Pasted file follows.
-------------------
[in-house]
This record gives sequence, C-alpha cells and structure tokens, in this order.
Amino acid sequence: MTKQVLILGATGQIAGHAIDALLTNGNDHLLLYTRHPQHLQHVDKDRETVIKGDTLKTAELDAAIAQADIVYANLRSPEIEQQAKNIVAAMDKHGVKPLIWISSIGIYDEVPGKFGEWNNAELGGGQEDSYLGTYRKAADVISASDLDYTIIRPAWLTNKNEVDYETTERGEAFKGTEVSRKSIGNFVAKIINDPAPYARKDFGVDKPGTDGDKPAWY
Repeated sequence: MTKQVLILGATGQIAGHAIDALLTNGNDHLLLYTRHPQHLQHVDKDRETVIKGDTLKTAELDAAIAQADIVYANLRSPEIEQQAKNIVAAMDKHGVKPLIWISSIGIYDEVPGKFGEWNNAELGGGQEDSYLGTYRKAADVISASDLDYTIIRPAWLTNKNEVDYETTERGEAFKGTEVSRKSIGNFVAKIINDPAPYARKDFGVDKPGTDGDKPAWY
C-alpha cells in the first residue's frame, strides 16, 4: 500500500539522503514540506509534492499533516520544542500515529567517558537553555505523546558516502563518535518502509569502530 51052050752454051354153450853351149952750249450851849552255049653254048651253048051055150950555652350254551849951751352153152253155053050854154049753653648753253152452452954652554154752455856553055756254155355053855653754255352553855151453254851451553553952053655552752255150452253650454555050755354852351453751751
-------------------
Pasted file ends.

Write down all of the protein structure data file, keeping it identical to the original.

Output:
[in-house]
This record gives sequence, C-alpha cells and structure tokens, in this order.
Amino acid sequence: MTKQVLILGATGQIAGHAIDALLTNGNDHLLLYTRHPQHLQHVDKDRETVIKGDTLKTAELDAAIAQADIVYANLRSPEIEQQAKNIVAAMDKHGVKPLIWISSIGIYDEVPGKFGEWNNAELGGGQEDSYLGTYRKAADVISASDLDYTIIRPAWLTNKNEVDYETTERGEAFKGTEVSRKSIGNFVAKIINDPAPYARKDFGVDKPGTDGDKPAWY
Repeated sequence: MTKQVLILGATGQIAGHAIDALLTNGNDHLLLYTRHPQHLQHVDKDRETVIKGDTLKTAELDAAIAQADIVYANLRSPEIEQQAKNIVAAMDKHGVKPLIWISSIGIYDEVPGKFGEWNNAELGGGQEDSYLGTYRKAADVISASDLDYTIIRPAWLTNKNEVDYETTERGEAFKGTEVSRKSIGNFVAKIINDPAPYARKDFGVDKPGTDGDKPAWY
C-alpha cells in the first residue's frame, strides 16, 4: 500500500539522503514540506509534492499533516520544542500515529567517558537553555505523546558516502563518535518502509569502530 51052050752454051354153450853351149952750249450851849552255049653254048651253048051055150950555652350254551849951751352153152253155053050854154049753653648753253152452452954652554154752455856553055756254155355053855653754255352553855151453254851451553553952053655552752255150452253650454555050755354852351453751751